Getting a good night’s rest is an important part of teenage development. Young people should be getting an average of nine of hours of sleep every night in order for their bodies to mature and for their brains to function at maximum capacity. Without an adequate night of sleep, teenagers may struggle with concentration, experience erratic behaviour and suffer from heightened emotions in their day-to-day lives. If sleep deprivation is persistent, long-term health troubles may even begin to arise. It can cause your heart rate to increase contributing to high blood pressure. Sleep deprived teenagers could even experience paranoia or hallucinations. Furthermore, as the production of hormones is disrupted without sleep, it can often facilitate depression.
More and more young people are not getting the required amount of sleep they need. A recent study found that over half of teenagers in the United Kingdom are suffering from some form of sleep deprivation. There are a myriad of reasons why a young person might be consistently unable to get an undisturbed nine hours of sleep. Their bedroom might not be a relaxing environment if there is too much light, noise or discomfort; habits like smoking or drinking coffee may be keeping them awake; or perhaps they are allergic to their bedding (a surprisingly common occurrence) and need it replaced with allergy-friendly bedding instead.
Many experts, however, agree that technology is the primary factor facilitating the rise in sleep deprivation among young people. As teenagers rely on electronic devices more than ever before, this is contributing to problems for almost an entire generation. It is bad for their education, mental health and development. Russell Foster, professor of Circadian Neuroscience at Oxford University, told the BBC: “The data that is emerging suggests these computer screens and gaming devices may well have a big effect in increasing levels of alertness. That will make it harder to get to sleep.”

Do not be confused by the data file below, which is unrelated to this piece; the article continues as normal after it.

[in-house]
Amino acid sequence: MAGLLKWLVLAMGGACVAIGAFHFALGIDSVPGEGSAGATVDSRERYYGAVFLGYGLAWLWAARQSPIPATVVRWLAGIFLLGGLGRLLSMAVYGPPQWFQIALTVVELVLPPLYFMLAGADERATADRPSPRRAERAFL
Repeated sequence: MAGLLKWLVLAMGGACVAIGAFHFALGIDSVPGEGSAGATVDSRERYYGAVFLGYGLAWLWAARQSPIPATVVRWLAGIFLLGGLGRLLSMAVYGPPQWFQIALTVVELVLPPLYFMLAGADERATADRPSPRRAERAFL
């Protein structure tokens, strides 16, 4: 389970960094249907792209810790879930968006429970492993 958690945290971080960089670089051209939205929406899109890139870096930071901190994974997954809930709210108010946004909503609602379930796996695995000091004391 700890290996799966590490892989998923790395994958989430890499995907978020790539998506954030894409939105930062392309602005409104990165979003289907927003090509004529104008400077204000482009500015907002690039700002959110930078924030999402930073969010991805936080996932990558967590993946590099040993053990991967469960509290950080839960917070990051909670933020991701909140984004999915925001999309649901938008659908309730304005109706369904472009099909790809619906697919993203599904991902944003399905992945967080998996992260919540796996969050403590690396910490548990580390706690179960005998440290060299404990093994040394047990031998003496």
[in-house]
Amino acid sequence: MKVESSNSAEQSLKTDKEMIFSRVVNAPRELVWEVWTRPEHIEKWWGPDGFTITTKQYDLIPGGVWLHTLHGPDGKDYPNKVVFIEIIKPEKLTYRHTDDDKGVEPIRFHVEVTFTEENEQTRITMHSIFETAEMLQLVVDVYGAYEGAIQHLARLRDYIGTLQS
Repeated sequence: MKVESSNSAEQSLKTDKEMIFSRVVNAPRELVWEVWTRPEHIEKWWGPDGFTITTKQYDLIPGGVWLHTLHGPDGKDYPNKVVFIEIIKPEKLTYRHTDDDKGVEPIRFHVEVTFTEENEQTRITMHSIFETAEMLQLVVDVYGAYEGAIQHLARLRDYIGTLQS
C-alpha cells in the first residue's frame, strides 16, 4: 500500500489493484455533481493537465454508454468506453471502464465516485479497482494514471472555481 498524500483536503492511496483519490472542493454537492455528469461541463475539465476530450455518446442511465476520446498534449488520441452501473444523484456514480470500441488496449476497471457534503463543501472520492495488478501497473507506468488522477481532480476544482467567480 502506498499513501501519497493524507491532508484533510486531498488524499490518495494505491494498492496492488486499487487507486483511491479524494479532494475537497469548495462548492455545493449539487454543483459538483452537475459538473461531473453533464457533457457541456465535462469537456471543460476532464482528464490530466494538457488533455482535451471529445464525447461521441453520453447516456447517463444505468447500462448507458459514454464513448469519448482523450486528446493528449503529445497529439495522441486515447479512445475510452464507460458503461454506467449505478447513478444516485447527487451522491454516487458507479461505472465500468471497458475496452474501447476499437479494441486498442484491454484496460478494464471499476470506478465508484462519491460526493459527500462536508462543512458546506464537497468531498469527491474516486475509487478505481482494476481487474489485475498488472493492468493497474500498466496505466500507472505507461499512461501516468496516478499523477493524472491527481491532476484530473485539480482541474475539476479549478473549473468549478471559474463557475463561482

People, after all, are only able to sleep when their minds are relaxed. Performing tasks that keep the brain alert, such as playing smartphone games before going to bed, do not allow the mind to settle into a slumber. Sleepedia says that tasks requiring mental capacity like problem solving be avoided close to bedtime. These hobbies should be replaced with reading a book or listening to music, both of which many people find relaxing prior to going to bed.
Technology can be detrimental to your sleep regardless of what tasks you perform though. Normally, darkness tells the body that it is time for bed. Melatonin, the hormone that tells your body it is tired, is produced at a higher rate when less light hits the cells inside your eyes. However, when you use a smartphone or tablet at night, the blue light from the screen essentially tricks your body into thinking it is not yet time to sleep. The production of melatonin is reduced when the light hits the cells in your eyes.
The usage of technologies like smartphones, tablets and e-readers should be altered or limited in the hour leading up to bedtime in order to ensure that teenagers get the sleep they require. It does not just allow young people to perform better throughout the following day; it guarantees that their bodies are developing in the way that every teenagers should. Young people should consider turning off their phone before sleeping, or enabling a “night mode” that reduces the brightness and colour so that it is easier on the eyes. Phones should also be kept on “airplane mode” if they are next to you during the night so that notifications and push alerts do not interrupt your sleep.